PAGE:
The Daily Courier from Connellsville, Pennsylvania on March 13, 1930 · Page 9
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The Daily Courier from Connellsville, Pennsylvania · Page 9

Connellsville, Pennsylvania
Issue Date:
Thursday, March 13, 1930
Page 9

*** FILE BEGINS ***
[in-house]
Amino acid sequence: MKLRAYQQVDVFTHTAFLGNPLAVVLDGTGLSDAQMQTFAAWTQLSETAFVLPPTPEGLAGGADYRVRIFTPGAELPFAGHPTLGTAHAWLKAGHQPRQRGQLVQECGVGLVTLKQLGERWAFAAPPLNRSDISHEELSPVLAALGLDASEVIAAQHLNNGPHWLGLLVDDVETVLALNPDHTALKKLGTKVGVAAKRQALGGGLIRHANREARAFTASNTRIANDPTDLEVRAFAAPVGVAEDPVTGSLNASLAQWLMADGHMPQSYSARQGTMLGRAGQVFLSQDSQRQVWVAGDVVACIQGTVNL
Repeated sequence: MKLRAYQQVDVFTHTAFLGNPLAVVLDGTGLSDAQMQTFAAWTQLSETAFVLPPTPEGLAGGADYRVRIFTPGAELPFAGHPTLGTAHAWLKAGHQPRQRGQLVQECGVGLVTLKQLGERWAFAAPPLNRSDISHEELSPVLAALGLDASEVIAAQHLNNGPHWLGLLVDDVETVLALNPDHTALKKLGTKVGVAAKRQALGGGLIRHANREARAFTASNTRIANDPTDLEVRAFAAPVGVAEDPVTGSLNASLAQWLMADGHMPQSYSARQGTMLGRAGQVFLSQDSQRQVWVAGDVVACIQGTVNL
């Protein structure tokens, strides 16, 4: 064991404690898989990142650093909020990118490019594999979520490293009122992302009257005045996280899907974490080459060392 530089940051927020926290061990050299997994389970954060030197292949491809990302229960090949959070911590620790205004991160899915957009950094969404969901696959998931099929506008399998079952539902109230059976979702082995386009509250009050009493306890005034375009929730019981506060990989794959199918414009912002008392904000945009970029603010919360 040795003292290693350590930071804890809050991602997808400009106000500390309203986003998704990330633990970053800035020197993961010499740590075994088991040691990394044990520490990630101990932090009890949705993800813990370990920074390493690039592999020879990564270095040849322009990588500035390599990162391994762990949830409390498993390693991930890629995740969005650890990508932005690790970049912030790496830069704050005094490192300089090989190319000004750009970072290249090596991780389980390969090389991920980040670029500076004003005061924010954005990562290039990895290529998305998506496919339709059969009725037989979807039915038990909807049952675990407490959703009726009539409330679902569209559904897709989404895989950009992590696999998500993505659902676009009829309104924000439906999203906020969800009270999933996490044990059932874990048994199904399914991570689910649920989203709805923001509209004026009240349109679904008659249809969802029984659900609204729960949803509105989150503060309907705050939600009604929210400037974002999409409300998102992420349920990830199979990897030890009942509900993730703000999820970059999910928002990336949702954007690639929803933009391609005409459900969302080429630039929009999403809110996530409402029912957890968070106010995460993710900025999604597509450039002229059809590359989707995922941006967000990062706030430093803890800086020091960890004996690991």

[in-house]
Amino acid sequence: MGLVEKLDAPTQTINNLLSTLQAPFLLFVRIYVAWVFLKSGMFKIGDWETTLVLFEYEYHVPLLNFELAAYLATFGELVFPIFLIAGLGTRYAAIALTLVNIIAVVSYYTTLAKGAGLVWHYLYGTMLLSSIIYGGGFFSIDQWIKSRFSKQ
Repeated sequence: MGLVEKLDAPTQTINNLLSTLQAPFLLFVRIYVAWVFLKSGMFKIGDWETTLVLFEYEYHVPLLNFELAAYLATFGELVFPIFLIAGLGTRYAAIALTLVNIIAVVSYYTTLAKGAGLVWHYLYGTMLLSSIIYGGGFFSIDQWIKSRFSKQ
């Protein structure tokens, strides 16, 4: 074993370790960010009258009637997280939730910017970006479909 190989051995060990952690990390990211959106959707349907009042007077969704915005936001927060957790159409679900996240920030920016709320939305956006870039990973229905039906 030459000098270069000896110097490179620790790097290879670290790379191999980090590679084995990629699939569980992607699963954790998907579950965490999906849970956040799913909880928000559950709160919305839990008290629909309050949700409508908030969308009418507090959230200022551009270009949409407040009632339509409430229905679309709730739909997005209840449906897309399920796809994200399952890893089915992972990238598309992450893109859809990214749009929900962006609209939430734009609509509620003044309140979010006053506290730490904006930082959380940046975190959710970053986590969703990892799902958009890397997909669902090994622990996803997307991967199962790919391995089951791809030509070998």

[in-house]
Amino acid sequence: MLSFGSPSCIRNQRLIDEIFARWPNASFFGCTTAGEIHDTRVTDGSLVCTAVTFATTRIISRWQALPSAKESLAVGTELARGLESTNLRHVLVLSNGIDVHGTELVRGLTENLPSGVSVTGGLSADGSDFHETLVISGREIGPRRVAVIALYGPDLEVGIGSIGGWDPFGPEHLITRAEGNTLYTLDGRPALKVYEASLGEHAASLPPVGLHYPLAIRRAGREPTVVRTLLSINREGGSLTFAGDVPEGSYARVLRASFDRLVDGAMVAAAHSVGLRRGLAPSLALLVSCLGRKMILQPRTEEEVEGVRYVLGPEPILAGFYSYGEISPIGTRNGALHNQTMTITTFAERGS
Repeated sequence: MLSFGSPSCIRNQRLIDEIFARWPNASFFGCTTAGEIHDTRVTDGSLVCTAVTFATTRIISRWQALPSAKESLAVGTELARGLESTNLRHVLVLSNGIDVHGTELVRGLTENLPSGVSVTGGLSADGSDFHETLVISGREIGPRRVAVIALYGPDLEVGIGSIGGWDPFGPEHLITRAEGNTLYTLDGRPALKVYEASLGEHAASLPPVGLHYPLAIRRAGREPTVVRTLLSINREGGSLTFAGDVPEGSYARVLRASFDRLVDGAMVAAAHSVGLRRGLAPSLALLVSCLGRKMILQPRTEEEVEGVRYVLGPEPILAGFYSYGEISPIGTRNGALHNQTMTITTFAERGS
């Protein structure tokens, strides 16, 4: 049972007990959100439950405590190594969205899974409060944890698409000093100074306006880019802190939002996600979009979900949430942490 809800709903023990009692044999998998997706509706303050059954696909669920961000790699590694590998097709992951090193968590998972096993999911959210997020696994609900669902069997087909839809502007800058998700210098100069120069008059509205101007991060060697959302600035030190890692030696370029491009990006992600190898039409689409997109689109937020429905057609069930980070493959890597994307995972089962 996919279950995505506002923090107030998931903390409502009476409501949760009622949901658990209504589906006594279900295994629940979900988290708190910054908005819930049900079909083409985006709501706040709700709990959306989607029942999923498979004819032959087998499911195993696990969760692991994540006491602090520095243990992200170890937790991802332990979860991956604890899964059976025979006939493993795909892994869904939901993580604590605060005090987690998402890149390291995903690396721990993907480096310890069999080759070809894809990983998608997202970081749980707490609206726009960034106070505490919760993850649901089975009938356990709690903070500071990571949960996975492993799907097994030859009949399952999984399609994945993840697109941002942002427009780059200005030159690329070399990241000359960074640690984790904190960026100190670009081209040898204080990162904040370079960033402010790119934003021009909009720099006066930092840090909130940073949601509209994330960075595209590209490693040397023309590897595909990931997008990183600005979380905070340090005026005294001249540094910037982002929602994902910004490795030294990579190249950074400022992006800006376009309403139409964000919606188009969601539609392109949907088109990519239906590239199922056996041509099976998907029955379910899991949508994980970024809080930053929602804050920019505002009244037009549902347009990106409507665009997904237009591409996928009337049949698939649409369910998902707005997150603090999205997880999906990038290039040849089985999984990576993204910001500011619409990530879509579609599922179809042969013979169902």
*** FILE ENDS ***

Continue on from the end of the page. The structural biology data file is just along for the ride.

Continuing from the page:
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Second Part VOL. 28, NO. 104. WOMEN'S GROUP IS SPONSORING U. S. WIDE DINNER Seek A n s w e r to Question on Status in 1Aie of Community. 7Jy United Fres». M;W YOUK. '.Vlarch 13.--Are business w o m e n a teal factor In comm u n i t y life? Members of the-National .Federation 01 Business and Pro 1 - Jfi5»ional Women's Clubs will attempt, to provido an afllniative Answer to that question in 1,100 communitl-en tondghit, Tho occasion wtr bo 1,100 public relations rtimvc'r-i In obsvrvaiice of Natloii- a! Bubinc'ss Women's Week. For each at thefc-e- tho ut)iM-,t ot discussion will bo tho sam-e: "What la the greatest noc-d In our community?" Kach d i n n e r v-'ill bo open to rep- rc-e.ntati\es of a'l tho leading Bervtoe and civic organ!? ations. The speakers vUll bo itho maytra, the presidents- ot the chambers of commerce, ox tho heads* of the ^rvlco clubs. All bpeeclves -will be briot, and each -will conillno Itself to the outlined topdc. At tho clow of tho tlw dinner, rep- resefnta.tU«s of the bu-»lnts» and professional woman's chib will ask for the oreation of a committees eomaxris- Ing re-pres^-nitatlrea of all the local organizations, to work for the realization of that community objective during the coming y-xw. Nor will that be the end of the itory. When the- annual observance f National Business Women's Week :;on\es no»t yea,r--and it is always* observ-ed tlie second w-oek in March-business aoid professional women's clubs will take on account of stock, and In each community a report will be mad-a to show just hxw much has been accomplished towards the attainment of the community Ideal. If on *he basts of those imports it appears (hat the bustoSH women have been th« moving spirit 1m putting ov«r a worth-while enteorprlse in several hnn- dred oommu.nitlef, they will then !rldetully aas-ww that they beltev« to t-e u community asset. GEORGE DGNGES , OF MEYERSDALE SUFFERS STROKE Specta.1 to The Courl«r. MBVERSDAL.B, March IS --George Donge«, one ot the oldest and beat known residents of Meyersdale, residing in apartments over the Donges meat market, 16 in a serious condition following a strok-f of apoplexy -which he IB supposed to have suffered Monday afternoon but was not discovered ·until Tuesday morning. Mr. Donges for some time has bora living alone and on Monday aiternoori he w^nt to tho markot to have his son, Edward, read a letter for him. Ho then re" turned to his apartments When ho did not come to tho market Tuesday morning a«, waa his custom, his eon went up Btalrs ami touud him lying on tho floor in an unconscious state, from which he hat not recovered. Miss Lotllo Thompson was hostess on Monday evening when she cntor- tlined the members of the Teachers' Bridge Club at tho homo of Mrs. A. G. Smith. launch was worved at tho 'conclusion of tho pamea. Monday, March 17, under the auspices of the Sodality of S.S. Philip and James Church a St. Patrick's Day party will bo held in the parish hall. af. which time btkl;:* 1 , five hundred and bn.go will be playwi. An invitation is extended to all. Mrs. W. T. HobUtzoll, Miss Annie Black and James J. Hobletzell wore rocont \ifcltorfi wit i relative* in Som- ci set. Mrs. Million Bowser spout Tuwsday ·Visiting in Cumberland. CHARLES E. O'NEILL ELECTED SECRETARY OF EVERSON COUNCIL I'hailes K. O'Nc'l of K v o i f o n \va« wlotod socrptary of Eversoi mn-ouRh at a 8iKclal ineetn ? of cot m i l . ftfi. O'Nrfll \vas chf^-cr a 1 * 1ht» Mieceasor to Ilobcrt Oovo of t Kit p l a t e w ho died la'it Tuendiis, ;vnd who had hold the IM sitiou -,uii(- id, incorporation u n t i l ill ^ tlint- of In--, death Council alt o M't \\\ 23'/j mills al Us Wi.b divided an f o l l o w s (borough), 10 m i l U : never, 3; p a % i n s "aa ue levy i , h.i 'ages 9 to 16 CONNELLSVILLE, PA., THURSDAY EVEVING, MARCH 13, 1930. SIXTEEN PAGES. he man who doesn't have good luck with gasoline doesn't use "STANDARD" A TUALLY th« "Good LM^you Kaye wltli ' St«ncr*rd'ro4*icb is tlie re»uk of the extra merit built into them; In "Staidarct"'motor fueU/^or instance/ fi i f i XV' i ttt there is no sacrifice of all-round performance for a single talking point In knock- / * '*· r ' ' '*' ^* f / '^ ^ ,* ' ' rating/ F;SSO is in a class by| itself, but knock-f ting i$ unimportant unless It is found with quick-starting, lightning pickup and a low end point; "Standard" fuels, " " 4 L Y ^ 1 ^ V v y ^ have ail these in the proper balance. For years, they, lave had an end point of 400 and low«2r, (t is because ''Standard" Gasoline arid E:»SQ meet all the requirements of good gasoline better that everybody says: ^Vou'll I ave good luck with 'Standard'. "STANDARD" GASOLINE, "STANDARD" MOTOR OIL and ESSO, the Giant Power Fuel, are products of the Standard Oil Company of Pennsylvania 0 1930S. O. Co. of Pa i « i K levy at . 'I ic m l l l a g e General fund wiitrr, 4 ' i : While this is the bo«n in tores for f u n d p i v t n g , haw usod tt r the up- (so no years ,v nou be'n creatfsl to lu ]tep 01 the- titieets .Mr. O'Xi-ill, UK- n o w i-.ocrt!iiry, is a Uf '-long rtuKlont of K \ i - i b o n ind coni- rnltnity Some \ o a i - . aeo ho w.ib em- ])loyel by the I'm H States T'lpo Foundry, as f o i c m a n of th' iopo wlu-d. hrtk-'V l'i beciiHH' p ubullon ofl\tcr fit Kuvctto county ^ I i ' i c ln r,eneil tor (ieht « i r » l'\llo \n\s; tins \w v,\v* ap Hiintcd ai. in'cn al r^seinie oflicer 11 n lor *'· t». l,o\\ollsii, i n t o r n u l rove- jiU'i collector of tho I'Ut-lMiip d i h t r i t t , for fowi ^au H ' ha.-, bcrved t w o tor-]]* as .1 niMii!*T ot Kvfr^i n joun- ctl and w r f - 4 Hf ptK-1'lc-rit part of t h a i time Old Sore Tortured For 30 Years She Is Happj IN'oiv Kor 30 long, paiu-ti r t u r f d yrars. Mrs. J. (;. Henderson c f Nortn Caio- l l u a had an ulcer on ii'V unkle--no nuttier what treatment siic tiUi 1 , 01 amount o-f money Bhti t pent--nolhiiis? helped her distressing coiHlitlon. Someone suggested Pi terson's Oh)i- ment to her--she admits she was doubtful but she waw b ) dlscouragi'd \vilh till? never-ceabiug igouy sue \\a.- w i l l i n g to try anything Before Mrs Houdeiso i had finished her second box of P -teron's, tho iilLer liad co-mpletely dls.ippcared-- she was overjoyei to hink that at last siio could enjoy li* ing. Peterson's Ointment accomplish^-, the-e near miracles lx cauao it's -o p o w e r f u l l y healing. K\ u one .\ppll- cation i n s t a n t l y relieve 1 - the pan. and soreness oC bruises, t ile.i, boils-- a tf w days treatment en! rely banishes pnaples, blat kJieads--e^ en the lonp standing cases. A 3,~e Iwx proveo It --all drug stores.--A'dve tisenuti FTHOUT A EN? Fertilizing the Flower Border l.uoklng; for If so, read the advert wag columns of The Uuil Courier. Looklntt for Uargnlns ? ! I 1 so, read the adko-rtid-iut; columns j at Tho Daily Courlt v I ( hissliicd \ds. Results quickly follov . Modern fertilizers are high powered and quick acting. They supply to plants the needed food elements at periods when food 13 most needed. This has been oliown by cxpenmeiit to bi» in the beginning of tlieir growth and at the ime of flow ei ing. The principal food element's needed hv lloweis u'e tho same as with other plains, be'iig nitrogen, phosphorus ' and potash Phosphorus is especially j itnportanl in growing infibt no-wots , because 0,1 Us influence upon stem growth. Wo want flowers to have long and fctllt' stems, as a i ule, 'iiul tiif phohph ru*t c o n t e n t ol a tcrtlliiscr tmxuiie t · Hi ibutes to t h i s flic! H u t \ \ t t h flowers, as wit'i sill plants, a balanced l a t i o u it needed. H h a s ' been tound thai w h e r e one element! alone is foci to plants, overfeecMnij and | reduced olf-ct is qmcklv possible. B u t ' w i u ' i e A h s l u i u e d ration is led cou- ' taining all three food element' 1 , the plants can assimilate ,i m u c h lai JBT quantity oC food and show m ich greater effect. It is seldom worth while for Uie amateur gardener to use special r Is- More Profit From your garden and flowers in 1939 Plant Leonard's liullc $ee s and feed the i?rov in^ plan s Vigor or Wizard Ferfili/er Loucks Hardware C«. Eerylliingr for the Garden. turos for different plants or cl'asseB of plants, One of the- standard preparations, containing a good proportion of all thr*o principal plant foods, nitrogen, phosphorus and potash, will ba found satisfactory for all-around use. Where perennials are grown, applications of bonemeal in the autumn w i l l Klvo an extra, sitpply of phosphorus with good effect. This is especially (if simbl'e with poonles, iribes, and delphiniums. With annuals the quickly soluble fertilizer of balanced fonnula will give wonderful results when It is applied with care according: to directions. Specific directions should always be Insisted upon aud followed In using modern fertilizers. They are high powered and are intended to be much diluted before reaching the plants. It will usually bo safe to apply four pounds per 100 square feet in the very early spring; aud an additional application o£ two pcrands per 10i square feet when flower buds appear. Heavy feeding perennials, growing very large, should have two or three such feedings following the initial application. Burtal Coin In Bank. KIN'STON, N. C, March 13.--A Lenolr county farmer again has deposited his $4,000 in a Kinston bank, after keeping it buried near his borne since 1920, when he became frightened over business depression. It watt said the man worried continually for fear the mon^y w o u l d be dug up by dome on* AMERICA LEADS IN CHILD STUDY, EXPERT CLAIMS Justin llrierly of Columbia Completes Survey of European Institutions. B United J're-,3 mCNVKJt, "o!o March 12. -AHNM-- icj. i.s- more than 20 ,trH ahead of Kuropo in it'; apphi at un . of child psychology, according to J u s l i u Brierly of Columbia University, -export on f i l i l c l phychology. U r f f H y visited his home h j r« rc^iiHy a f t e r making .1 s t u d y of condition** in orphanage«, i.jj n u r xerlo.s aiw! institutions lor doneind- eiil c h i l d r e n in foreign o u n l r i i. Urlerly'h IXMKITI, whi h \vill ho ..suit mltlou 1o C o l u m b i a IJiiiyorsity, H' biagu-o of N.I I Ions and the Child l,abo, 13 urea u ot A m e r i c a , i n r l u d e U h i u d i e i m;idu in t a r f o i m I n s t i t u t i o n * in Ens- Jaud. ( Franco, Sw«dn, ll.i!. Ir v !,UHi. S c o t l a n d and Wil-e.s WhII-fi mental or psjchology tofts ·IIP a p p l i e d to tiip subnormal c h i l d in iiiiuiy nii1)inlions in Kur-ope, B i l o r l v Mild no inonltil or Piiioti(ii«l ikV,- '.viro given to normal ohilib-eu "Such tests arc common ii oin public bchools," h-o HII id "Wo hai» long considered tho emotional and. the mental tost absolutely nwewhary for tho welfare o-f the normal child In Hiiro pe the opinion is Ju"t the opposite." lie f,aid he found only two psychological chnicft in 1/ondon, and th* 1 } we-re 011 a t i i a l ba-sib, compared \vith humhetlH in America. J^ck of nnaivcps WAS 1m explanation of tills slaw progr-ass. Virtually oil tlio countries of Ku- rope have established Juvenile courts, paAtfi-rned after t f i c one Judge Hrn TJndscy l i t s t «-tabhn KM! in Jeiiver Brlcrly ''·aid. PITTSBURG REAL ESTATE DEALERS ARE EXONERATED .Special to The Courier. UMONTOWN, March 13 -- PittB- burg realtors were \indicated entirely from tlie charges of fraudulent land promotions Tuesday when Judge T. II. Hudnon tesued bimllng inetructions to a jury fo clear James C Cuddy, A. K Tobkey, A. Bonaccio and Jos^pli Merolo in court of the charges of both conspiracy and false pretence. An information brought againet tbe four men alleged that they had obtained from Leonard and .Pompey San- telll of Gates $5,100 on a real eotalo transaction Involving «onie property in Youngstown, Ohio, the; deal being niadt- on the 30th day of July, 1929. It was attempted to ehow that the property wat encumbered with mortgages totalling approximately $10,000 but cKMS-exaniination developed that the property purchased consisted of u. 12-room brick house, containing two bathe with a briolc garage and concrete sidewalks, having an assessed valuation for tax purposes of $1^,000 and an actual value of $19,OM. It also developed t h a t the San1elli« had signed a contract wherein they agreed to give a mortgage for the balance of the pui chase price totalling over II') 000, and Ilieir failure to do 1hit resulted in fl refusal to deliver the leel. Both the owners of t!i» property and (he defendants, acting a agents, wore in court and stated tlK'v werf \ \ H U n K lo ?o throvigh with tin* traiuactlon at any timo, provided th' 1 two Gates nvon «xocut« the mortgago for the remainder of tho balance diu\ After hearing the evidence Judge Hudson instructed the jury that thero vaa no conspiracy, nor had there leen any fraud shown in the transaction. He directed thf jury lo return a verdict of not guilty. Inveptigatlon disclosed that the property wn« ]ocat«i In one of tho most favorable soctione of the city. / REVERE YOUTH IS SENTENCED TO REFORMATORY UNIONTOWN, March IS--C harles U Baor, ife, a reeident of Hevei e yesterday was sent to Huntingdon Reformatory by Judge. 1). W. Henderson following hiy inveeligatkm into a robbery charge. Baer stole $25 from the store of Floyd A. Cornell on February 19, last. The boy pleaded when h-e appeared in court recently that U was necessary Tor him to proem e money to buy groceries for his destitute family. Investigation dJacloe-ed, however, that Ba«r had be-eu guilty cf other tronble In the Revere district and was not -entitled to a parole. s. w. ar9»ns ST. S. W. Means of 1'eri-y, e-'lebialed hie eighty-eoveiith birthday Saturday with a luncheon at his home Mr. Means enjoye remarkably good health considering hifi advanced years. Among the members of thf family pi-e£ent were Mr. and Mrs T. II. Means and daughters, Maij-irie and Thehna, and Mr. and Mm Cliarlea W. Means, all of this city. Use Classified Aii.s. Results quickly fol'kiw S. B. PHILSON, WIFE OF MEYERSDALE ARE MARRIED 50 YEARS Special to Tlio Courier, MBYKHSDA'tjE, March 13.--TUCK- dav. Mnruii 11, Mr. and Mrs. S. B. Plillson celebiatcd the fiftieth anniversary of their wedding and in honor of the occasion Iliey wore guests a 1 ^ turkey dinner given by their 3011 ind daughter-in-law, Mr. and Mrs It. Harry Philsou at their home In Meyers avenue. Other guests present "were Mrs Philsoii's si.ster, Mrs. Anna Brubaker. Mr. Philsoii's sinter, Miss Klla Philsou, and liis brother, Bunn Philson, and wife, Mrs. Crlsslnger and Miss Irene Johnston, both Mfelong friends of Mrs. Philson, and all from Berlin. During the day many of their friends failed to extend congratnls- tionn, Mr, I'tiUbOii IB president of tho Citizens National Bank and ho la eeii there every day p i tending to bti«lnesB m a t t e r s . Knit-hope Man Killed. PAYETTH OITY, March 13--Blm«r H Koy, SO, ot Fairhope, was Mlled when he- Jell irom a platform ·vrtille 0.1 work in the Mone«sen plant of the Pittsburg Steel C'ompany. H« ssufferedj a broken nc*ck. . ' . , __ if Patronised thoao who adf»rttt«, "